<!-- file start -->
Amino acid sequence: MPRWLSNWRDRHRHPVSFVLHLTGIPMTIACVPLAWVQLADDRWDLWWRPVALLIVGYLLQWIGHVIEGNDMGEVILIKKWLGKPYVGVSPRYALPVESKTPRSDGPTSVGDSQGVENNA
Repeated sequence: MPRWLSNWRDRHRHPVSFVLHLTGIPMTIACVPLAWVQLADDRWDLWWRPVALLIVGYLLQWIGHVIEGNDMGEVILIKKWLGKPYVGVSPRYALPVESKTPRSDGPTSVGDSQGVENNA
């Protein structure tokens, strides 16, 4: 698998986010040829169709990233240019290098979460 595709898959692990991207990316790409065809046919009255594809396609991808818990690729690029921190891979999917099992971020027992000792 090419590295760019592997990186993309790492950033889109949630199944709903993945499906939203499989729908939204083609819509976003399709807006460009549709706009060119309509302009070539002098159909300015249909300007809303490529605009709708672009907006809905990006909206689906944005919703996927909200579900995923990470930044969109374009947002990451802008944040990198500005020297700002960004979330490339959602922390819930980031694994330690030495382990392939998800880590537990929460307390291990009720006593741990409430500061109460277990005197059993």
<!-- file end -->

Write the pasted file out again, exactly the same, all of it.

Amino acid sequence: MPRWLSNWRDRHRHPVSFVLHLTGIPMTIACVPLAWVQLADDRWDLWWRPVALLIVGYLLQWIGHVIEGNDMGEVILIKKWLGKPYVGVSPRYALPVESKTPRSDGPTSVGDSQGVENNA
Repeated sequence: MPRWLSNWRDRHRHPVSFVLHLTGIPMTIACVPLAWVQLADDRWDLWWRPVALLIVGYLLQWIGHVIEGNDMGEVILIKKWLGKPYVGVSPRYALPVESKTPRSDGPTSVGDSQGVENNA
């Protein structure tokens, strides 16, 4: 698998986010040829169709990233240019290098979460 595709898959692990991207990316790409065809046919009255594809396609991808818990690729690029921190891979999917099992971020027992000792 090419590295760019592997990186993309790492950033889109949630199944709903993945499906939203499989729908939204083609819509976003399709807006460009549709706009060119309509302009070539002098159909300015249909300007809303490529605009709708672009907006809905990006909206689906944005919703996927909200579900995923990470930044969109374009947002990451802008944040990198500005020297700002960004979330490339959602922390819930980031694994330690030495382990392939998800880590537990929460307390291990009720006593741990409430500061109460277990005197059993």